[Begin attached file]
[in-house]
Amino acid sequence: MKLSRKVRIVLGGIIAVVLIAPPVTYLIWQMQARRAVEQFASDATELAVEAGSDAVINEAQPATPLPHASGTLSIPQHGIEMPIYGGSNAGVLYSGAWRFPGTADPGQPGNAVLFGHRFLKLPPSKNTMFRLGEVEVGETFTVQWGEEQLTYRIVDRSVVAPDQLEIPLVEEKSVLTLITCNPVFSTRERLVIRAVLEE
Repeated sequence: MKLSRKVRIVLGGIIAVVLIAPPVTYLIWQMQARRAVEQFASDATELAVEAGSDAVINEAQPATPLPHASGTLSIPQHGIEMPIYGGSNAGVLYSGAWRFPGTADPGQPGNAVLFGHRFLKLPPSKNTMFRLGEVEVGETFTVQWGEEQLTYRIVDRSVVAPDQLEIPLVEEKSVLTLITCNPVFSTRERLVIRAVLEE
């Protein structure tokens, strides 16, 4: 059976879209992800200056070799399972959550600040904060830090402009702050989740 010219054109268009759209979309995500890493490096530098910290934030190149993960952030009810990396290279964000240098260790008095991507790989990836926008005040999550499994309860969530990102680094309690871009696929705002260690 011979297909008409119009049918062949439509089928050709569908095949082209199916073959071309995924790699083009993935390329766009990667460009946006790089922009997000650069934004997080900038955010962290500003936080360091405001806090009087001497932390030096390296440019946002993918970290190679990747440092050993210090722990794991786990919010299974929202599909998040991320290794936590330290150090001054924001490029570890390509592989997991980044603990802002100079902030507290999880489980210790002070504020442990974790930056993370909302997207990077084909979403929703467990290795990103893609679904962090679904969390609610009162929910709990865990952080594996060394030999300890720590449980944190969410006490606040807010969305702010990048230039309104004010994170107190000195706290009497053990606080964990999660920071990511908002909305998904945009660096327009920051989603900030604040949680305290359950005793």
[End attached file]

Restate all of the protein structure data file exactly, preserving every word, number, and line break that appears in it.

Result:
[in-house]
Amino acid sequence: MKLSRKVRIVLGGIIAVVLIAPPVTYLIWQMQARRAVEQFASDATELAVEAGSDAVINEAQPATPLPHASGTLSIPQHGIEMPIYGGSNAGVLYSGAWRFPGTADPGQPGNAVLFGHRFLKLPPSKNTMFRLGEVEVGETFTVQWGEEQLTYRIVDRSVVAPDQLEIPLVEEKSVLTLITCNPVFSTRERLVIRAVLEE
Repeated sequence: MKLSRKVRIVLGGIIAVVLIAPPVTYLIWQMQARRAVEQFASDATELAVEAGSDAVINEAQPATPLPHASGTLSIPQHGIEMPIYGGSNAGVLYSGAWRFPGTADPGQPGNAVLFGHRFLKLPPSKNTMFRLGEVEVGETFTVQWGEEQLTYRIVDRSVVAPDQLEIPLVEEKSVLTLITCNPVFSTRERLVIRAVLEE
């Protein structure tokens, strides 16, 4: 059976879209992800200056070799399972959550600040904060830090402009702050989740 010219054109268009759209979309995500890493490096530098910290934030190149993960952030009810990396290279964000240098260790008095991507790989990836926008005040999550499994309860969530990102680094309690871009696929705002260690 011979297909008409119009049918062949439509089928050709569908095949082209199916073959071309995924790699083009993935390329766009990667460009946006790089922009997000650069934004997080900038955010962290500003936080360091405001806090009087001497932390030096390296440019946002993918970290190679990747440092050993210090722990794991786990919010299974929202599909998040991320290794936590330290150090001054924001490029570890390509592989997991980044603990802002100079902030507290999880489980210790002070504020442990974790930056993370909302997207990077084909979403929703467990290795990103893609679904962090679904969390609610009162929910709990865990952080594996060394030999300890720590449980944190969410006490606040807010969305702010990048230039309104004010994170107190000195706290009497053990606080964990999660920071990511908002909305998904945009660096327009920051989603900030604040949680305290359950005793």